Oklahoma’s Bill Rasberry and Thomas Smith came from third call-back in the #13 Shoot-Out to win first with a time of 29.26 seconds on four head, worth $44,000 at the United States Team Roping Championship’s Cinch National Finals of Team Roping.
“I got here and had one run and I thought I need to call Thomas and see if he’d like to rope today,” Rasberry said. “We got entered just right in the knick of time and everything worked out.”
“I woke up this morning and hit my alarm about seven or eight times and decided I better hurry up and get around,” Smith said. “I got in a traffic jam and Bill called me and asked me if I wanted to rope and I said, ‘Yeah, enter us.’ so that’s where it started.”
Rasberry and Smith made a nice, clean run in the short to move them to the number-one position with two more teams to sweat before they could be awarded their Bob’s Custom Trophy Saddles and Gist Silversmiths buckles.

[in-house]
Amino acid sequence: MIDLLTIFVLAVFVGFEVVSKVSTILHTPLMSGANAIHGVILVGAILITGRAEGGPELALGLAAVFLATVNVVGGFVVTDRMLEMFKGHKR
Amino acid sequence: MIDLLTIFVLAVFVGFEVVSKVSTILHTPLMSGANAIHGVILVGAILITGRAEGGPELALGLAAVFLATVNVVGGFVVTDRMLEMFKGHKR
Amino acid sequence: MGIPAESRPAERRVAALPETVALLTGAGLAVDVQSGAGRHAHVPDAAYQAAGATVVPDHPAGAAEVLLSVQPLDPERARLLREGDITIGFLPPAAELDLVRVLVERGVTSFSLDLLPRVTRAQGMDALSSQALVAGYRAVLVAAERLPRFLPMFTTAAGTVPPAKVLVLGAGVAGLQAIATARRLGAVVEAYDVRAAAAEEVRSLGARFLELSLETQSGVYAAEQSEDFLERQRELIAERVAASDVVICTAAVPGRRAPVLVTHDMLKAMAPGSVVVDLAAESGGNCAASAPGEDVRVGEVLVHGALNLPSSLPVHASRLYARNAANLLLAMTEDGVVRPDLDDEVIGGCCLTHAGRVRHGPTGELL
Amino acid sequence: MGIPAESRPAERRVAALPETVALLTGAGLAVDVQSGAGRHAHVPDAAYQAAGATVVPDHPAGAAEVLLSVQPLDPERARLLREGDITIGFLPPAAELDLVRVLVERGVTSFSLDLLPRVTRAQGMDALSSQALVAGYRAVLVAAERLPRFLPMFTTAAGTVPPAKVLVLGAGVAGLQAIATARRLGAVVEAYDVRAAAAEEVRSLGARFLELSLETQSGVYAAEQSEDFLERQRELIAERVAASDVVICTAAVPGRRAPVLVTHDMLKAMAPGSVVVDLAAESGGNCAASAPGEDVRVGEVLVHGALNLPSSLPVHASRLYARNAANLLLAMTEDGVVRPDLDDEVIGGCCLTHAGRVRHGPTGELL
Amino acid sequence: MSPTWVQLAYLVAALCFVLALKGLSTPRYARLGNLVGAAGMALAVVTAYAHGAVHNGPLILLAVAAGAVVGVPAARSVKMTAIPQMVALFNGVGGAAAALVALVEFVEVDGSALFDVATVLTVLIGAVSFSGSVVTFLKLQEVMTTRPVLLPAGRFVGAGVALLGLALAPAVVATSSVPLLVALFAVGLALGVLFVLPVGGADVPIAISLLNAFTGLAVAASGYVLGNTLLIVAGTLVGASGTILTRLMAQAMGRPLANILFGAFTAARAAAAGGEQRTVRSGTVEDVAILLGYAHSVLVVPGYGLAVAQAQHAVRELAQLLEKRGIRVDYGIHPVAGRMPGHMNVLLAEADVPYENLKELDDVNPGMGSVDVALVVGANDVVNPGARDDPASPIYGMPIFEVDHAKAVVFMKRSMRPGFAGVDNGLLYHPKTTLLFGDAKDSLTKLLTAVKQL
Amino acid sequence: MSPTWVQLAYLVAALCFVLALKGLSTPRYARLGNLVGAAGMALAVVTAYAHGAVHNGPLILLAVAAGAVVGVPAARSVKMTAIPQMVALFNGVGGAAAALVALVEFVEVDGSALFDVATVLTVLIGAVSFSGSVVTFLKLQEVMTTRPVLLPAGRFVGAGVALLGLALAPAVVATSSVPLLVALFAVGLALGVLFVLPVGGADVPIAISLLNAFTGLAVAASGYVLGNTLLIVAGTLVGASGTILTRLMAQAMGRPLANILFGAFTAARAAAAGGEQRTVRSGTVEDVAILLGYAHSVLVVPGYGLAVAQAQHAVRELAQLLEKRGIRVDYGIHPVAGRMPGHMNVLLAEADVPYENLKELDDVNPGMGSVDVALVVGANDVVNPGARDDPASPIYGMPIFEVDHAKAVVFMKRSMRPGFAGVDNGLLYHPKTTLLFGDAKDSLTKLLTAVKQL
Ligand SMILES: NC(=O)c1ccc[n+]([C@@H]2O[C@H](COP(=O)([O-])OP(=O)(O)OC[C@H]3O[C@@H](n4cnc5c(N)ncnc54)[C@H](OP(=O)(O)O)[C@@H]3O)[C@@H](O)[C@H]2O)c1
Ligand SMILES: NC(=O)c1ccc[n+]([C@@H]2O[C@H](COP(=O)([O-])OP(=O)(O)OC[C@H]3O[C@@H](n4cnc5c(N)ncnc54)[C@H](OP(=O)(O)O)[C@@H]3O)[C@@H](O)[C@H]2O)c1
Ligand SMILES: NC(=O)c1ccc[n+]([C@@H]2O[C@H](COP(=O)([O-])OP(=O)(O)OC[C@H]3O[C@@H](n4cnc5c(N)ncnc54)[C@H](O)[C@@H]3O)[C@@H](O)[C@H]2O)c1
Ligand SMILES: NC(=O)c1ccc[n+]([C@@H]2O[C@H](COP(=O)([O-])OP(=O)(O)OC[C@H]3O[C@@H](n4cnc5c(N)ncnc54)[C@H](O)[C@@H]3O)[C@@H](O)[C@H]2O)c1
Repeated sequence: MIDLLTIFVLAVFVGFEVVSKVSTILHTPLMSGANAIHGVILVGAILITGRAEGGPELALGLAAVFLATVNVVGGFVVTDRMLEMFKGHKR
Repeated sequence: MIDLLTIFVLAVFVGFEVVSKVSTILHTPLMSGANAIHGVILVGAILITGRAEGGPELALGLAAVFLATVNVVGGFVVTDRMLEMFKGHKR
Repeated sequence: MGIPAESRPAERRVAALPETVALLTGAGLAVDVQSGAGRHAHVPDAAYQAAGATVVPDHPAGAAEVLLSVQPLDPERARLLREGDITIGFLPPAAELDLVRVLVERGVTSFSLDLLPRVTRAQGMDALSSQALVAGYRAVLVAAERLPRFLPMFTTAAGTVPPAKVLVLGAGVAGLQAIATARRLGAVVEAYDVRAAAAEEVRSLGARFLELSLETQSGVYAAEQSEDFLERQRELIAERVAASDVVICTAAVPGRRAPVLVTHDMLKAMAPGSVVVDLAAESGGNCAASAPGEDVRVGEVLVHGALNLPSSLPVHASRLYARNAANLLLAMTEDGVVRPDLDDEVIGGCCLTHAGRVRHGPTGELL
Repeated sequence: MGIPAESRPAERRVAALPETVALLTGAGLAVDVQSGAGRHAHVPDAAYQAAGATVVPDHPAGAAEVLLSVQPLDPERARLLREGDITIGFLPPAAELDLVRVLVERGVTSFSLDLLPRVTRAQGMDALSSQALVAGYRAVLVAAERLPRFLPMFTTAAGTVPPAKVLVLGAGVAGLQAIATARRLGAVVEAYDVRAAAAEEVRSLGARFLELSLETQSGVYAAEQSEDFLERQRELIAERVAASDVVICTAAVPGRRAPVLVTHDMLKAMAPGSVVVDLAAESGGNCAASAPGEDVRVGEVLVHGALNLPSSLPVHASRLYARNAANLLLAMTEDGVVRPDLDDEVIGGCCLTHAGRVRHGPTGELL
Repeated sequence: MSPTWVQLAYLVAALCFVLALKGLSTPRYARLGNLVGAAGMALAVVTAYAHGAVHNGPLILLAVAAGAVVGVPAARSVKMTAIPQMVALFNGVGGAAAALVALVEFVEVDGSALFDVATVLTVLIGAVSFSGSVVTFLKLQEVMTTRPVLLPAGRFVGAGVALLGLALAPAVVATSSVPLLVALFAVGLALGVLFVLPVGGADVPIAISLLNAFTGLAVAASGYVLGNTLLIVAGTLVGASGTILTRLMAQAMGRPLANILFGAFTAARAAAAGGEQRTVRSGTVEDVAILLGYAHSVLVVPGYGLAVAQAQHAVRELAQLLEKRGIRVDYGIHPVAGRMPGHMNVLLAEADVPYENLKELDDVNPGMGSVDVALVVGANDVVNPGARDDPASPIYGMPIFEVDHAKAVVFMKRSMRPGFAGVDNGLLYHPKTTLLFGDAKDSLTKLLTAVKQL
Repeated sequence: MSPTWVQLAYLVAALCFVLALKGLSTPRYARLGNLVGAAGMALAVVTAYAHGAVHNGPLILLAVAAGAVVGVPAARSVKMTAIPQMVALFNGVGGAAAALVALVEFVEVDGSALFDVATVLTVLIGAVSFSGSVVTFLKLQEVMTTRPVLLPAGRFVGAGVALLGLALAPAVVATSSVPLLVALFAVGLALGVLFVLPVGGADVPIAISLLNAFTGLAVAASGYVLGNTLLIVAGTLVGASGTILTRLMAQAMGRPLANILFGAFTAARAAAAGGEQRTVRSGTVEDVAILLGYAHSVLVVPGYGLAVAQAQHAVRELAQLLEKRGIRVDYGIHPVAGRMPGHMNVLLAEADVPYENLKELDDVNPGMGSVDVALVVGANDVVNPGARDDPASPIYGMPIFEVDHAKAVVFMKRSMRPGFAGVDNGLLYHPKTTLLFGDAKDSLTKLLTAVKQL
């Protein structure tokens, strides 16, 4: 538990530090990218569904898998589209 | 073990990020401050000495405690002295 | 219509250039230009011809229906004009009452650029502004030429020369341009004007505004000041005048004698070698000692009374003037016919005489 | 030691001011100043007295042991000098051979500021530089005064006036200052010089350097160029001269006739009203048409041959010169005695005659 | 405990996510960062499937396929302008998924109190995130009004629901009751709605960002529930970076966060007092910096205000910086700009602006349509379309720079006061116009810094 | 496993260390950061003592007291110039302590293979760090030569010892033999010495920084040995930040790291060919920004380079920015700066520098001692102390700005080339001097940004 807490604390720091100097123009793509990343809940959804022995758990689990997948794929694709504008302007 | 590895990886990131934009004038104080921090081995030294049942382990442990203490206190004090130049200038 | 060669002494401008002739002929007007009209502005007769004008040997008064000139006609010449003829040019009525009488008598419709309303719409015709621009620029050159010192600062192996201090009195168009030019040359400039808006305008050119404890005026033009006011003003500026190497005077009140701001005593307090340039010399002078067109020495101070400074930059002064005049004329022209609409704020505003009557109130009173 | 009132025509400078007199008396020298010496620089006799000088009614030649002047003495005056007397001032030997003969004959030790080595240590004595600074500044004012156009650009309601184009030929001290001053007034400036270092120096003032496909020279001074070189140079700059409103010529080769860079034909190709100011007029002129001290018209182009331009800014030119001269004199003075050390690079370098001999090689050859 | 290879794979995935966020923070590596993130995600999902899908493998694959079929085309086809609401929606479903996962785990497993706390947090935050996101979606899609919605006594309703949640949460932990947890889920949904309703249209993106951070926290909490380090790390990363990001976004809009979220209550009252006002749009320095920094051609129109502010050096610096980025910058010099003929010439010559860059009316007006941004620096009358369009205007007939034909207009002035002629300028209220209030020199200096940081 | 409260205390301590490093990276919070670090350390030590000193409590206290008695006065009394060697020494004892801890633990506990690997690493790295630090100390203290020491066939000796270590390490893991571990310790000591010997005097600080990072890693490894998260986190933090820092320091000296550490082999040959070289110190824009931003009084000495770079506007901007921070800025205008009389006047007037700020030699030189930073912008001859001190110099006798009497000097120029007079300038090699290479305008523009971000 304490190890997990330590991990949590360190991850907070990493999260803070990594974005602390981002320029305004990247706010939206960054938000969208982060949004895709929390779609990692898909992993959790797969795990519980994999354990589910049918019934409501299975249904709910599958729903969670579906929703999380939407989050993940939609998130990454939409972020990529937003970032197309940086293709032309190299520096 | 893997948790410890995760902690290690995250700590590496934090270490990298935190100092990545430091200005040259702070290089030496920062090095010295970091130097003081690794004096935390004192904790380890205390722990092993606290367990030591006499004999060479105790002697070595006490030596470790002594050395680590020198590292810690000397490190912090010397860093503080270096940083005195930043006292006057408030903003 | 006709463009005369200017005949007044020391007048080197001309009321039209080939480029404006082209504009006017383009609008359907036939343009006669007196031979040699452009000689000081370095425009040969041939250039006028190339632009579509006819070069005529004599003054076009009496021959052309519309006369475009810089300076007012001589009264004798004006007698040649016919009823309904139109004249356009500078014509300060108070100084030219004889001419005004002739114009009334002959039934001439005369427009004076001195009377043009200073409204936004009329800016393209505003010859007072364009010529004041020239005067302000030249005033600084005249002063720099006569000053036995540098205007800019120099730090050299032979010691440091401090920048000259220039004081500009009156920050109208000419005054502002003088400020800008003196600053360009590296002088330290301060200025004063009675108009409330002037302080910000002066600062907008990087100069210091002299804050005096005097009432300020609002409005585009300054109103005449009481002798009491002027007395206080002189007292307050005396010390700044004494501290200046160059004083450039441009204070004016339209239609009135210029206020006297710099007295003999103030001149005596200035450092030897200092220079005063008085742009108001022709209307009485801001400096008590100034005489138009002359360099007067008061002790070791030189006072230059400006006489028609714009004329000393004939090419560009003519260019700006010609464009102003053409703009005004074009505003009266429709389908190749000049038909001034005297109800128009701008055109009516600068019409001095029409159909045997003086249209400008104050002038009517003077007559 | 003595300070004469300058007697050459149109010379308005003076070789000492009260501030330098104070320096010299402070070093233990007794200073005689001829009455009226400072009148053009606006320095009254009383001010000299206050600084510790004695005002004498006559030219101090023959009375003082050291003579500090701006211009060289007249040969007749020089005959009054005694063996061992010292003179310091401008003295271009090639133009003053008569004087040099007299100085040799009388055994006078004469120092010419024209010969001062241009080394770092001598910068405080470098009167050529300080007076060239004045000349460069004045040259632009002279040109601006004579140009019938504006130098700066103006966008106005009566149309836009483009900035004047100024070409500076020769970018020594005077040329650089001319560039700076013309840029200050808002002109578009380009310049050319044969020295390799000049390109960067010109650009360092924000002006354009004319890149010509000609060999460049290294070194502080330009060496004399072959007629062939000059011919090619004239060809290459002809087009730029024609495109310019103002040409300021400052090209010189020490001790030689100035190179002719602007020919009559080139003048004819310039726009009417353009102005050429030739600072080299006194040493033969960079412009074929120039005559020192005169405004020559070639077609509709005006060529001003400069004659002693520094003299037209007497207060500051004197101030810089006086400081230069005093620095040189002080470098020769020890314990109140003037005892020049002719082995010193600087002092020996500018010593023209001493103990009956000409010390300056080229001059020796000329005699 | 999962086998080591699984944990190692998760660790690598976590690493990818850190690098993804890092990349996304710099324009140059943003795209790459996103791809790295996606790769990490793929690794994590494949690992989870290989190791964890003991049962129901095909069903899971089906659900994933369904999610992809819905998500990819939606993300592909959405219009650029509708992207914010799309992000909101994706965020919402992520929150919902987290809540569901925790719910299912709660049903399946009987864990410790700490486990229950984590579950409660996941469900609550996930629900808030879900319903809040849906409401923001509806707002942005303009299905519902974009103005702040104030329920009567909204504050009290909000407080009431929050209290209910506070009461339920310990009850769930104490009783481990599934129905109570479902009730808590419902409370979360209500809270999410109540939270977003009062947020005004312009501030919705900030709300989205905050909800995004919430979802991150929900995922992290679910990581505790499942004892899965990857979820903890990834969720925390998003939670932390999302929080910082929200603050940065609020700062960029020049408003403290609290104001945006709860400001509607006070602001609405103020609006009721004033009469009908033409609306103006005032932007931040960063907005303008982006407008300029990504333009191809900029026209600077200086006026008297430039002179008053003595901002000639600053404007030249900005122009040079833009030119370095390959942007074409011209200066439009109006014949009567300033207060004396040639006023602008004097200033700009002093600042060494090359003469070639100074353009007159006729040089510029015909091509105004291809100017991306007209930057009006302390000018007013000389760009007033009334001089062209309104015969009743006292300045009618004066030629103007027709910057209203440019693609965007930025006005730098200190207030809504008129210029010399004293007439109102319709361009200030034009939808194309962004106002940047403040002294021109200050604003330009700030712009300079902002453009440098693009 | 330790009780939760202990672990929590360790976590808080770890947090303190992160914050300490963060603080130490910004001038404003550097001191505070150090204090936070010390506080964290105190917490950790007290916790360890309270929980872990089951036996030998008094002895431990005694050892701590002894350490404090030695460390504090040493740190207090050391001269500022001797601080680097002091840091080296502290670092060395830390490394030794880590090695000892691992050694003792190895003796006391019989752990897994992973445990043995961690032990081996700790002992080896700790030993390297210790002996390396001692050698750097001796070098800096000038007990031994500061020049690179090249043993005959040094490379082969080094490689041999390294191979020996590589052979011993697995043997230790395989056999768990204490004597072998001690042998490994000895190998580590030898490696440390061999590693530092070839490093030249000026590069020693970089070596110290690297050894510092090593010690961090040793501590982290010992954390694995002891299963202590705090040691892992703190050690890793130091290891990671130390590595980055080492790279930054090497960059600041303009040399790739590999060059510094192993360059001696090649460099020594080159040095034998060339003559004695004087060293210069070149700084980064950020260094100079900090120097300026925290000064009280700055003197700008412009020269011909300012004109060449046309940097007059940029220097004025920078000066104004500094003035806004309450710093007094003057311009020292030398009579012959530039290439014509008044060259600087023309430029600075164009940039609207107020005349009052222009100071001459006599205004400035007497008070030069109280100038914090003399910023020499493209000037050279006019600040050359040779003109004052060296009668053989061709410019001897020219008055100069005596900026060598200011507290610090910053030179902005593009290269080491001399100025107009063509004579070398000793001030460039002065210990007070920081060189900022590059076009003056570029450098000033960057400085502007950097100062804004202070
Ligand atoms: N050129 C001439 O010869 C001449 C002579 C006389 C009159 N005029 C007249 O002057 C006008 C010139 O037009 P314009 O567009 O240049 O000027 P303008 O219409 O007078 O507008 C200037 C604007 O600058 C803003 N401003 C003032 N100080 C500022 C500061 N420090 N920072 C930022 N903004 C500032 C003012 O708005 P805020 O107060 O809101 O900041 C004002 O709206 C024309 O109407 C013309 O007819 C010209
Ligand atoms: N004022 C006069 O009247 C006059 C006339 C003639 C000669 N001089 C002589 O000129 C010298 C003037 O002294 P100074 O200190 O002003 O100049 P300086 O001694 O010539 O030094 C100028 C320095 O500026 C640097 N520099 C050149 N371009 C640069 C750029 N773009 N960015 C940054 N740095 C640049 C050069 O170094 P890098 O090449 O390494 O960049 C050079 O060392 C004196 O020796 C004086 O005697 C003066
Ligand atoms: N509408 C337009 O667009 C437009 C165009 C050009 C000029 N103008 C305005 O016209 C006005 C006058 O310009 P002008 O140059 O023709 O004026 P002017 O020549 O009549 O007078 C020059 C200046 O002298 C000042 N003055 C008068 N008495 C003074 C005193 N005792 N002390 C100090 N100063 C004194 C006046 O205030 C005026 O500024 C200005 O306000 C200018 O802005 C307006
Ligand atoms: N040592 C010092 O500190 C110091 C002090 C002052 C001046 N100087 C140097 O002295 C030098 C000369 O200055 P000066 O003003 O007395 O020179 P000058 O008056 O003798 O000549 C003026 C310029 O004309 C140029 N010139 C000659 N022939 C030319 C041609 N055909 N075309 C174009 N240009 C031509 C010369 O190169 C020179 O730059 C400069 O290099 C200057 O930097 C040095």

“I was just wanting to get a good start and get it on him,” Rasberry said. “I knew Thomas was going to throw fast. I knew if I got it on him somewhere in the middle of the pen we were going to be in really good shape. I hate to see anyone do bad. Those guys had bad luck and just let us slip in there and get it.”
“We were just actually talking,”Smith added. “We were like, ‘Boy we’d like to win this.’ and one guy legged and one guy hit the horn, then we didn’t know what to say–we’re happy.”
Rasberry was riding a newer horse that was added to his herd just a month prior to this event. Smith may have had some jokes, but he was on a little sorrel to help clean up the run.
“I was riding a 3-year-old that I practiced on for about 45 days—not really,” Smith said jokingly. “No, that was my good 9-year-old that I bought off one of my really good friends. He’s actually a ranch horse that I’ve been riding pretty solid here lately. That’s about all I ever ride now.”
“I’ve just had my horse for about a month,” Rasberry said. “My good horse got crippled and I borrowed him for a roping and did pretty good on him and they guy wanted to sell him. My horse wasn’t getting any better so I bought him. He’s 18-years-old. He’s been there, done that and he’s still a good one.”